December 10, 2002
With election fever over, calm has once more descended upon Bahia de Caraquez. The Planet Drum house too has descended into relative tranquility, with only two volunteers living in the space previously occupied by seven.
Work on community liaison has surpassed expectations with residents of Maria Auxiliadora, the community worst hit by the El Nino disasters. In a hectic week about 50 people were guided through the community park, a residents’ group was set up, a steering committee for guided tours started and a re-inauguration ceremony held, to which over 100 local residents and members of the Municipio attended. Vandalism in the park hasn’t been a problem in this time of heightened community awareness of the park. Local residents really seem to value this green area of the city, and respect its’ history – 16 people were killed here by mudslides in March 1998.
A local artist has been painting signs for the park – two fairly small ones to mark the entrances to the park, and one enormous sign to place at the bottom of the hill the park is situated upon. He is also making t-shirts for the guides to wear. T-shirts are also being produced to sell to tourists, carrying the beautiful logo of the park. Given time we hope the t-shirt and merchandise revenue may pay for the upkeep of the park and bring money to one of the poorest parts of Bahia de Caraquez. One of the largest tour companies in Bahia de Caraquez has agreed to stock the t-shirts for us.
A group of residents have visited the Municipio to discuss how to make the guided tours fit in to the Ecuadorian legal system – the easiest way seems to be by starting a ‘non-profit enterprise’. Leonardo Maya, one of the guides, has prepared a portfolio demonstrating what has been done in the park and what there is still to do – ideas include building a museum – and presented it to the Municipio. An official of the Municipio is preparing it as a power point presentation for us to use. Hopefully the portfolio will be integral in winning Maria Auxiliadora grants for future projects in the park.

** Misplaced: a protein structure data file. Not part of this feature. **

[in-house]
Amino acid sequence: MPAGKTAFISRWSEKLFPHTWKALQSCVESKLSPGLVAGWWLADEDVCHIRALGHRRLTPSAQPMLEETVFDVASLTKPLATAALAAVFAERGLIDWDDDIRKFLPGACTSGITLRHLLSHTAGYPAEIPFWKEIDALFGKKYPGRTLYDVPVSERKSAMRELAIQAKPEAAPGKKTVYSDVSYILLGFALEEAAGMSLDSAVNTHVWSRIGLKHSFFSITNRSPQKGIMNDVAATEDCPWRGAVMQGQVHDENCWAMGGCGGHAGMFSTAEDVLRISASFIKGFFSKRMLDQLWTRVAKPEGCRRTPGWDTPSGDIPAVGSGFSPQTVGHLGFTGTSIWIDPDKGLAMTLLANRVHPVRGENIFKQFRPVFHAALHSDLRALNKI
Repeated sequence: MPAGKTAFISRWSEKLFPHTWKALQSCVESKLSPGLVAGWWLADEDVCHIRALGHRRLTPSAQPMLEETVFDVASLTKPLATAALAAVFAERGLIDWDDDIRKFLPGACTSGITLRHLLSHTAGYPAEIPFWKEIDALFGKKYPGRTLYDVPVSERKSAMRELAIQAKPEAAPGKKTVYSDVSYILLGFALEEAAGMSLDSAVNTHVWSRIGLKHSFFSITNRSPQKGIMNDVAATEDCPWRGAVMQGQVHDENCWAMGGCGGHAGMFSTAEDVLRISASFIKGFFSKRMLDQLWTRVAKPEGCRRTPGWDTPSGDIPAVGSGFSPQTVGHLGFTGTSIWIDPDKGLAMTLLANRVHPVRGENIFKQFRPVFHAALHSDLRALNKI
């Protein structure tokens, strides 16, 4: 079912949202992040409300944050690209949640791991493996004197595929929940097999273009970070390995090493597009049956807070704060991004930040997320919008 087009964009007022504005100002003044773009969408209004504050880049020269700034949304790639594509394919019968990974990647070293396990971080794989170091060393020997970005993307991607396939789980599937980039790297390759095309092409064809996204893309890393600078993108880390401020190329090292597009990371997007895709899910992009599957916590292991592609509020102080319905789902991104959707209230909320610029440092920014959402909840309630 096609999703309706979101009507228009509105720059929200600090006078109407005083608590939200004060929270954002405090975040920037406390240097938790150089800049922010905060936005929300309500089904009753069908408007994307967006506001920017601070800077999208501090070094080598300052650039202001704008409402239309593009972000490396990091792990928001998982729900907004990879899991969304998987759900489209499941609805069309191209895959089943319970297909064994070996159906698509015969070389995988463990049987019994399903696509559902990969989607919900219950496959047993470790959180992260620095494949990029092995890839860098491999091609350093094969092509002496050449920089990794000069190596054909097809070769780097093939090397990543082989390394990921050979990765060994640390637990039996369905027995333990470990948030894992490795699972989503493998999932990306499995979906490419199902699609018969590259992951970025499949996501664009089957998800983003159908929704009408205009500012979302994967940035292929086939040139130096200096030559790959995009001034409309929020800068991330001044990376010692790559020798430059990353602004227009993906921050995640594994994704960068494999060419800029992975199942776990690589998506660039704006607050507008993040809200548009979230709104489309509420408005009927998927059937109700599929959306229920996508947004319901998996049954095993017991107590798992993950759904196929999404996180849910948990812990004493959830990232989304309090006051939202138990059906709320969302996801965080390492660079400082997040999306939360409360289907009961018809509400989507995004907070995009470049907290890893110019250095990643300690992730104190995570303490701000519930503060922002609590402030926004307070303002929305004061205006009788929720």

Work on a greenhouse to raise seedlings for reforestation has nearly finished – the structure and covering is complete, and once a raised bed has been built and filled with soil it will be ready for seeds. We estimate it to be able of producing 3000 plants every 2 to 3 months, which is ample for our needs. Now it only remains to collect or buy seed. At one revegetation site we are contemplating using a hand dispersal method instead of using hand-reared seedlings. The pioneering tree species we will use are frutillo, a fast-growing, hardy tree with red berries similar to redcurrants, algorobo, a very pretty tree which is in seed now, and moyuyo, which has a willow-like quality of sprouting from stakes hammered into the ground.
A lot of work has gone into improving Planet Drum’s volunteer center. The walls of the kitchen have been painted, and the entire house given a thorough ‘spring’ clean.
There is a busy time ahead. We hope to get tourists into the park before it may have to close for the duration of the rainy season, and there is a race against time to raise seedlings to plant in the January – any later and they won’t be well enough established to survive the subsequent 8 month drought.